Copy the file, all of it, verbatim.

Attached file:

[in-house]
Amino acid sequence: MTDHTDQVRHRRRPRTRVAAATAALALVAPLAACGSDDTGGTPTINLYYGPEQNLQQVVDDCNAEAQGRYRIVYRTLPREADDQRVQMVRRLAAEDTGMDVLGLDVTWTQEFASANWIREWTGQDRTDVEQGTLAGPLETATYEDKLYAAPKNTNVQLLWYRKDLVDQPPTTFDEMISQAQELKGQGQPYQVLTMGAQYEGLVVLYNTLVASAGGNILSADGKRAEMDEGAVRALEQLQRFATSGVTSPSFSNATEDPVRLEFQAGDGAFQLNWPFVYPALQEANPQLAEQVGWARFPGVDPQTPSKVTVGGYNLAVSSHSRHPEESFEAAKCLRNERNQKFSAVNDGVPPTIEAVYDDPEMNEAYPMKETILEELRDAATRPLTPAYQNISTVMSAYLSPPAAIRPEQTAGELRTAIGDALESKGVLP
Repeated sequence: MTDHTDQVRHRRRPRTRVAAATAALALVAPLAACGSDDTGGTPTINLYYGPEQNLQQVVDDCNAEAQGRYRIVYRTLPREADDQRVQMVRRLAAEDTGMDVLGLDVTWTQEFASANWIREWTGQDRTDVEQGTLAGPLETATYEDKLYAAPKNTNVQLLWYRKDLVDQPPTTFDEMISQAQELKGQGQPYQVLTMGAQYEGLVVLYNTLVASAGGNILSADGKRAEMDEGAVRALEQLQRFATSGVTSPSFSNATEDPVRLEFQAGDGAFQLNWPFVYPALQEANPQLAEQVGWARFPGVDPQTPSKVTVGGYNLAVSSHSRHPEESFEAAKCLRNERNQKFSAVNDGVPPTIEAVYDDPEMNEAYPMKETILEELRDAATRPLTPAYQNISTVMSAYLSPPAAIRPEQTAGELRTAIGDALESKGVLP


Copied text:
[in-house]
Amino acid sequence: MTDHTDQVRHRRRPRTRVAAATAALALVAPLAACGSDDTGGTPTINLYYGPEQNLQQVVDDCNAEAQGRYRIVYRTLPREADDQRVQMVRRLAAEDTGMDVLGLDVTWTQEFASANWIREWTGQDRTDVEQGTLAGPLETATYEDKLYAAPKNTNVQLLWYRKDLVDQPPTTFDEMISQAQELKGQGQPYQVLTMGAQYEGLVVLYNTLVASAGGNILSADGKRAEMDEGAVRALEQLQRFATSGVTSPSFSNATEDPVRLEFQAGDGAFQLNWPFVYPALQEANPQLAEQVGWARFPGVDPQTPSKVTVGGYNLAVSSHSRHPEESFEAAKCLRNERNQKFSAVNDGVPPTIEAVYDDPEMNEAYPMKETILEELRDAATRPLTPAYQNISTVMSAYLSPPAAIRPEQTAGELRTAIGDALESKGVLP
Repeated sequence: MTDHTDQVRHRRRPRTRVAAATAALALVAPLAACGSDDTGGTPTINLYYGPEQNLQQVVDDCNAEAQGRYRIVYRTLPREADDQRVQMVRRLAAEDTGMDVLGLDVTWTQEFASANWIREWTGQDRTDVEQGTLAGPLETATYEDKLYAAPKNTNVQLLWYRKDLVDQPPTTFDEMISQAQELKGQGQPYQVLTMGAQYEGLVVLYNTLVASAGGNILSADGKRAEMDEGAVRALEQLQRFATSGVTSPSFSNATEDPVRLEFQAGDGAFQLNWPFVYPALQEANPQLAEQVGWARFPGVDPQTPSKVTVGGYNLAVSSHSRHPEESFEAAKCLRNERNQKFSAVNDGVPPTIEAVYDDPEMNEAYPMKETILEELRDAATRPLTPAYQNISTVMSAYLSPPAAIRPEQTAGELRTAIGDALESKGVLP